The inotropic/lusitropic effects of β-adrenergic agonists on the heart are mediated largely by protein kinase A (PKA)-catalyzed phosphorylation of phospholamban, the natural protein regulator of the Ca2+ pump present in sarcoplasmic reticulum (SR) membranes. Gingerol, a plant derivative, is known to produce similar effects when tested in isolated cardiac muscle. The purpose of the present study was to compare the effects of gingerol and another plant derivative, ellagic acid, on the kinetics of the SR Ca2+ pump with those of PKA-catalyzed phospholamban phosphorylation to elucidate their mechanisms of Ca2+ pump regulation. As previously demonstrated for PKA, 50 μM gingerol or ellagic acid increased V(max(Ca)) of Ca2+ uptake and Ca2+-ATPase activity assayed at millimolar ATP concentrations in light cardiac SR vesicles. Unlike PKA, which decreases K(m(Ca)), neither compound had a significant effect on K(m(Ca)) in unphosphorylated vesicles. However, gingerol increased K(m(Ca)) in phosphorylated vesicles, in which Ca2+ uptake was significantly increased further at saturating Ca2+ and remained unchanged at subsaturating Ca2+. An inhibition of Ca2+ uptake by gingerol at micromolar MgATP concentrations was overcome with increasing MgATP concentrations. The stimulation of Ca2+ uptake attributable to gingerol in unphosphorylated microsomes at saturating Ca2+ was 30% to 40% when assayed at 0.05 to 2 mM MgATP and only about 12% in phosphorylated microsomes as well as in rabbit fast skeletal muscle light SR. The present results support the view that an ATP-dependent increase in V(max(Ca)) of the SR Ca2+ pump plays an important role in mediating cardiac contractile responses to gingerol and phospholamban-dependent β-adrenergic stimulation.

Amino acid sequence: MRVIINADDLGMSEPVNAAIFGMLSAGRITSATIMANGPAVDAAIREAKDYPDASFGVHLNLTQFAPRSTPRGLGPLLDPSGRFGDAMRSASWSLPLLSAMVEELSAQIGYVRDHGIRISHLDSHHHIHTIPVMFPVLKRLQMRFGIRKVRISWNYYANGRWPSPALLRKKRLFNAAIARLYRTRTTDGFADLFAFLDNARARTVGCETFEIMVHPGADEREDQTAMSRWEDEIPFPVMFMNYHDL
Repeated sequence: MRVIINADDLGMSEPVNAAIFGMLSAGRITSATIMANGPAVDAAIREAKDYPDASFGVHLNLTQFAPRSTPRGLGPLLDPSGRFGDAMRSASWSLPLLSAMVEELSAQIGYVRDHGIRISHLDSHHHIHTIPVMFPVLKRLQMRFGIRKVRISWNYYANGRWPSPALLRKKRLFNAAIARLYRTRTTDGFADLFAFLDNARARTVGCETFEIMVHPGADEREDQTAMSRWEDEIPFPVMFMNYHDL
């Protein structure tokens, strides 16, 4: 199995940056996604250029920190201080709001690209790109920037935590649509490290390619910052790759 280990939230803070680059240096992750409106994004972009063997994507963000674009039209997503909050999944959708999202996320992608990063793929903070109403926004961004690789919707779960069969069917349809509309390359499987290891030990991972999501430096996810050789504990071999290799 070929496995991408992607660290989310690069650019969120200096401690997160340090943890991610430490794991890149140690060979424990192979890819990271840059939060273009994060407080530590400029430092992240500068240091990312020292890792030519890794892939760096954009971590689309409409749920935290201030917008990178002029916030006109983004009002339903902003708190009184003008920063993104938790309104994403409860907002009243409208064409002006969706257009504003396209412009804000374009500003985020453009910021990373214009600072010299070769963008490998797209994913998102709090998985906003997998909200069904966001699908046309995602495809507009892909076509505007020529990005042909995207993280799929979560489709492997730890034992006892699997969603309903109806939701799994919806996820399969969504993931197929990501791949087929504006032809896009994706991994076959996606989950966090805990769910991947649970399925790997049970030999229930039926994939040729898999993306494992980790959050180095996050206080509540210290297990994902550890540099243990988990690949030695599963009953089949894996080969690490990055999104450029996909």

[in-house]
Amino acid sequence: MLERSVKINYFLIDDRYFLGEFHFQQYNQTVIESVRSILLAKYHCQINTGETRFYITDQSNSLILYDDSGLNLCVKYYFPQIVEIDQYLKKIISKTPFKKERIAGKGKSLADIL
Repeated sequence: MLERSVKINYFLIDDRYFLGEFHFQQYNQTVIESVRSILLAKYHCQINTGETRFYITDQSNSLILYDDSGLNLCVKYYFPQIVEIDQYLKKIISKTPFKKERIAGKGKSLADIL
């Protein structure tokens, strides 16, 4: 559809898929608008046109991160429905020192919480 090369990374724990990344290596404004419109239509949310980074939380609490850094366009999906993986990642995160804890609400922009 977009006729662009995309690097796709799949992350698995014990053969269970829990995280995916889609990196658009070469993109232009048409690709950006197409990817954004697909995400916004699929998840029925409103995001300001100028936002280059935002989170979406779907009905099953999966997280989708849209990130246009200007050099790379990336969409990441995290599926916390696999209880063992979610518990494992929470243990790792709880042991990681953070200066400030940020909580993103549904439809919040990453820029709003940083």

|Original language||English (US)|
|Number of pages||8|
|Journal||Journal of Pharmacology and Experimental Therapeutics|
|State||Published - Jul 1 1999|
ASJC Scopus subject areas
- Molecular Medicine